TOPSHOT-RUSSIA-HACKING-INVESTIGATION-INTERNET-POLITICS
A picture taken on October 17, 2016 shows an employee walking behind a glass wall with machine coding symbols at the headquarters of Internet security giant Kaspersky in Moscow.  Photograph by Kirill Kudryavtsev—AFP/Getty Images
Commentary

Russian Hackers Were Only Getting Started in the 2016 Election

Jan 15, 2017

As ugly as Russia’s hacking to influence November’s election was, it wasn’t an act of cyber war because it wasn’t an act of war. While certainly hostile, and likely a violation of international law, the action falls far short of how warfare is likely to play out in cyberspace. And frighteningly, it demonstrates only a fraction of Russia’s capability to harm U.S. interests online.

The attack caught the national security community off-guard because it represents a shift in Russia’s approach to the U.S. in cyberspace. The real danger is that if the U.S.-Russia relationship degrades further, the Kremlin could end up unleashing its true cyberwarfare capabilities.

When Donald Trump takes office later this month, his administration is likely to find that despite the current honeymoon between the president-elect and Russian President Vladimir Putin, America’s goals abroad will run into Russian opposition in places like Syria, Iran, and Eastern Europe. When that happens and events spiral out of control, don’t be surprised if Russia decides to turn the lights off across major American cities.

Over the last few years, we’ve seen a preview of what Russia can accomplish in cyberspace. The Russian intelligence services have taken the age-old art of kompromat—creating and planting or releasing compromising material—and updated it for the digital age. Using their ability to gain access to computer systems, Russian operatives have planted child pornography on the computer of an exiled dissident living in England, and taken over and posted misinformation on Lithuanian government websites.

Of even greater concern is the Russian attack on the Ukrainian power grid carried out in 2015. As documented in a report published by the SANS Institute, Russian actors were able to cut off power for several hours for a quarter of a million people through a coordinated cyber attack against multiple energy companies. While the attacks were limited in scale and scope, they demonstrated for the first time what many in the field of cybersecurity have known is possible—the ability to cause real-world impacts through digital means.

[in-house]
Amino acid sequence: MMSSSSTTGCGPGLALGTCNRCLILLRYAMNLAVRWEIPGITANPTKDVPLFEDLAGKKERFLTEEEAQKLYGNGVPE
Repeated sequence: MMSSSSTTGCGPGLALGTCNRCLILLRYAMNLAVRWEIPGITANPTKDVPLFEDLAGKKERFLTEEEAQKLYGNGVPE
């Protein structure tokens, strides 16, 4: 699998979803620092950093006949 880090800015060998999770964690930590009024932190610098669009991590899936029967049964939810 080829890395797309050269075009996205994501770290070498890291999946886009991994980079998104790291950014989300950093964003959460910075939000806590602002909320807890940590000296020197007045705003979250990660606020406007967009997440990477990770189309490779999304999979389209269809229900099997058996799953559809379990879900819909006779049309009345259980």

Given all of this activity, no one in the U.S. should have been surprised to see the Kremlin’s tactics ported across the Atlantic in an attempt to influence the 2016 presidential election. It also means that we should expect to see Russia use its cyber exploitation capabilities against the U.S. for even darker and more frightening purposes in the year ahead. What Russia has done in its backyard may just have been trial runs for targeting U.S. interests.

The impact of an attack against the U.S. might not be as limited as the attack on Ukraine’s power grid. In that incident, system operators were able to revert to manual controls, something that might not be possible in the U.S. given the level of automation introduced here in recent years. What that might mean is that the next time the U.S. and Russia come into conflict, the U.S. power system will be a likely target for Russian hackers.

Such an attack might have devastating consequences. Lloyd’s of London analysis suggests that an attack on the power grid in the northeast U.S. could result in a weeks-long blackout in some areas. The report concluded that the impact of such an incident would be far-reaching, with economic losses ranging from $250 billion to $1 trillion. Direct damage to grid infrastructure, interruption of business operations, and reduced sales would make up for most of the losses, though in darker scenarios, breakdowns in logistics systems could result in widespread shortages, looting and rioting, and the imposition of martial law.

In addition, hackers could disrupt commercial flights by targeting air traffic control systems or airline ticketing and reservation systems. Many in the security community fear that the Mirai botnet—a malware program that has taken over thousands of devices around the world—could be used to launch a distributed denial of service attack so large that it would clog up the core infrastructure of the Internet. As the Internet of Things continues to expand, adding more than five million devices per day, this problem will only continue to grow.

Given the savvy with which Russia has wielded its cyber capabilities of late, it’s unlikely that the Kremlin will miscalculate how seriously the Washington would perceive an attack on its critical infrastructure. Whether the U.S. has the capability to inflict similar harm on Russia is a matter of conjecture. What is certain, however, is that if Russia does its worst in cyberspace, the new Cold War could get hot very quickly, and might not be contained to the digital world.

Rob Knake is a senior fellow at the Council on Foreign Relations, former director for cybersecurity policy at the National Security Council, and co-author of Cyber War: The Next Threat to National Security and What to Do About It.

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